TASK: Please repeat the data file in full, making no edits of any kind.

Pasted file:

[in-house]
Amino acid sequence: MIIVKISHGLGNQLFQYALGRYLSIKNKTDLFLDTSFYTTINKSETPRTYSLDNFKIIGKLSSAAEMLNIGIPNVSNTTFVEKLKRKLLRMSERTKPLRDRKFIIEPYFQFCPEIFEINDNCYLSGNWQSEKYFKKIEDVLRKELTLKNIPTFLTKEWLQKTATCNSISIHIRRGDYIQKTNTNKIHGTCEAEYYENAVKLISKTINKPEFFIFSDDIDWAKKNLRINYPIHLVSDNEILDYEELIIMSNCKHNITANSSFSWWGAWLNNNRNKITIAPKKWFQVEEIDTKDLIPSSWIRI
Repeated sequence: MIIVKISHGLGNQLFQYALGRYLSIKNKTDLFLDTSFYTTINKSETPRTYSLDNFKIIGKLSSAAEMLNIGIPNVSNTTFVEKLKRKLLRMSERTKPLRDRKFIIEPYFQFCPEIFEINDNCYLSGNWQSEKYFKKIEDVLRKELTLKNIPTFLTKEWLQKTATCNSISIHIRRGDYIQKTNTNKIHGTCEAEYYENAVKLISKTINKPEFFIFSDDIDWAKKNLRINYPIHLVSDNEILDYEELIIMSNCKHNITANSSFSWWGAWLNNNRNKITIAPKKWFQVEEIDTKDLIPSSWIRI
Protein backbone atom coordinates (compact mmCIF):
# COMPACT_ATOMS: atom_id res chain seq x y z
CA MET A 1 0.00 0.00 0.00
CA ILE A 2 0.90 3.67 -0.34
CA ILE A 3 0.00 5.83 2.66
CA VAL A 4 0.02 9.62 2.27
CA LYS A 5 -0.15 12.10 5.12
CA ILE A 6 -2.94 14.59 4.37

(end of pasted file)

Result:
[in-house]
Amino acid sequence: MIIVKISHGLGNQLFQYALGRYLSIKNKTDLFLDTSFYTTINKSETPRTYSLDNFKIIGKLSSAAEMLNIGIPNVSNTTFVEKLKRKLLRMSERTKPLRDRKFIIEPYFQFCPEIFEINDNCYLSGNWQSEKYFKKIEDVLRKELTLKNIPTFLTKEWLQKTATCNSISIHIRRGDYIQKTNTNKIHGTCEAEYYENAVKLISKTINKPEFFIFSDDIDWAKKNLRINYPIHLVSDNEILDYEELIIMSNCKHNITANSSFSWWGAWLNNNRNKITIAPKKWFQVEEIDTKDLIPSSWIRI
Repeated sequence: MIIVKISHGLGNQLFQYALGRYLSIKNKTDLFLDTSFYTTINKSETPRTYSLDNFKIIGKLSSAAEMLNIGIPNVSNTTFVEKLKRKLLRMSERTKPLRDRKFIIEPYFQFCPEIFEINDNCYLSGNWQSEKYFKKIEDVLRKELTLKNIPTFLTKEWLQKTATCNSISIHIRRGDYIQKTNTNKIHGTCEAEYYENAVKLISKTINKPEFFIFSDDIDWAKKNLRINYPIHLVSDNEILDYEELIIMSNCKHNITANSSFSWWGAWLNNNRNKITIAPKKWFQVEEIDTKDLIPSSWIRI
Protein backbone atom coordinates (compact mmCIF):
# COMPACT_ATOMS: atom_id res chain seq x y z
CA MET A 1 0.00 0.00 0.00
CA ILE A 2 0.90 3.67 -0.34
CA ILE A 3 0.00 5.83 2.66
CA VAL A 4 0.02 9.62 2.27
CA LYS A 5 -0.15 12.10 5.12
CA ILE A 6 -2.94 14.59 4.37